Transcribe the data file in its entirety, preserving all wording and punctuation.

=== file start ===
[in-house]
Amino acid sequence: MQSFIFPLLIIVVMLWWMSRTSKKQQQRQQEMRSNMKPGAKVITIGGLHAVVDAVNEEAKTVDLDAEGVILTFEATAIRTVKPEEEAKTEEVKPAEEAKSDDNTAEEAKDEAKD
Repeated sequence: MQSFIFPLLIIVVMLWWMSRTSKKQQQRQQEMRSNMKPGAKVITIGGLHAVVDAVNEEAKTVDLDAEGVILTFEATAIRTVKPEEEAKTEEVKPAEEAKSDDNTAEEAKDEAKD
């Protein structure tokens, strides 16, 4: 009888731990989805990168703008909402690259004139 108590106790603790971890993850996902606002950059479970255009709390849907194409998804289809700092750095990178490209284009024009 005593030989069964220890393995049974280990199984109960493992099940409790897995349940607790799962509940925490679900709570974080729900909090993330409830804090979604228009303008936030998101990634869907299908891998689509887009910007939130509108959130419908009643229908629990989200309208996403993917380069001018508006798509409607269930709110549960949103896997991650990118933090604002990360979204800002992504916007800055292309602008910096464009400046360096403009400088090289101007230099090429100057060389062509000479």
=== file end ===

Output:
[in-house]
Amino acid sequence: MQSFIFPLLIIVVMLWWMSRTSKKQQQRQQEMRSNMKPGAKVITIGGLHAVVDAVNEEAKTVDLDAEGVILTFEATAIRTVKPEEEAKTEEVKPAEEAKSDDNTAEEAKDEAKD
Repeated sequence: MQSFIFPLLIIVVMLWWMSRTSKKQQQRQQEMRSNMKPGAKVITIGGLHAVVDAVNEEAKTVDLDAEGVILTFEATAIRTVKPEEEAKTEEVKPAEEAKSDDNTAEEAKDEAKD
């Protein structure tokens, strides 16, 4: 009888731990989805990168703008909402690259004139 108590106790603790971890993850996902606002950059479970255009709390849907194409998804289809700092750095990178490209284009024009 005593030989069964220890393995049974280990199984109960493992099940409790897995349940607790799962509940925490679900709570974080729900909090993330409830804090979604228009303008936030998101990634869907299908891998689509887009910007939130509108959130419908009643229908629990989200309208996403993917380069001018508006798509409607269930709110549960949103896997991650990118933090604002990360979204800002992504916007800055292309602008910096464009400046360096403009400088090289101007230099090429100057060389062509000479």